Mercedes-Benz premiered its Super Bowl ad for the AMG GT sports car -- an edgy take on the fabled tortoise vs. hare race -- on "The Ellen DeGeneres Show" Monday.
Mercedes tried to set up the premise and drum up anticipation with several teaser videos, which it posted on YouTube and began airing on TV on Jan. 18, the day of the NFL's Conference Championship games.
This is the second time Ms. DeGeneres has debuted a Super Bowl spot on her show, a spokeswoman said. Last year, DeGeneres unveiled a Beats headphones commercial she starred in.
Automakers are turning to popular TV shows to launch their ads. In addition to Mercedes, BMW unveiled its electric i3 commercial this morning on NBC's "Today."
Nearly 70 Super Bowl ads or teasers have been posted on YouTube so far, up 55% from the year-earlier period.
Super Bowl content on YouTube has been watched more than 44 million times through Jan. 24, a 25% increase from 2014 at this point. That adds up to more than 70 million minutes of viewing time, almost tripling last year's views at this juncture.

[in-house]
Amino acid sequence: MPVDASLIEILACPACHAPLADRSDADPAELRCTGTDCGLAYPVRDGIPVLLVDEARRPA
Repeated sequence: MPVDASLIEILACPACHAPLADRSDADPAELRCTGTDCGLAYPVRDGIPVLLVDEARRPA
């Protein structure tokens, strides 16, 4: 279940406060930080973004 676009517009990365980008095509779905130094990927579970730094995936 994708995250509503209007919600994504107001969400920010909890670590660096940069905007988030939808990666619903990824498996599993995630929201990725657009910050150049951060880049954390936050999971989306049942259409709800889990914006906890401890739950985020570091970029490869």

To tie into Mercedes' "The Big Race" storyline, two "Ellen" audience members competed in "The Mercedes Race Around the Benz." The contestants wore tortoise and hare costumes and dashed around an obstacle course where, at one point, they rode big-wheel tricycles.
"Marketers that approach the Super Bowl thinking it's only about a television commercial are missing half of the purpose," said Drew Slaven, VP-marketing for Mercedes-Benz, in an interview last week. "The other half lies with all of the buildup that goes into getting people tied to what it is you're ultimately going to talk about inside that game."
Nissan YouTube teaser success
With less than a week before the Super Bowl, Nissan is leading the pregame teaser battle on YouTube.
The automaker enlisted seven YouTube content creators with entrenched followings to put their own twists on Nissan's #withdad Super Bowl theme.
In prankster Roman Atwood's top-trending YouTube video for Nissan, which has been viewed more than 18 million times, he turned his home into a giant ball pit.
Of all of the Super Bowl-related content uploaded to YouTube thus far, just 8% have been the actual game day commercials, according to the site.
~ Vince Bond Jr. is a reporter for Automotive News ~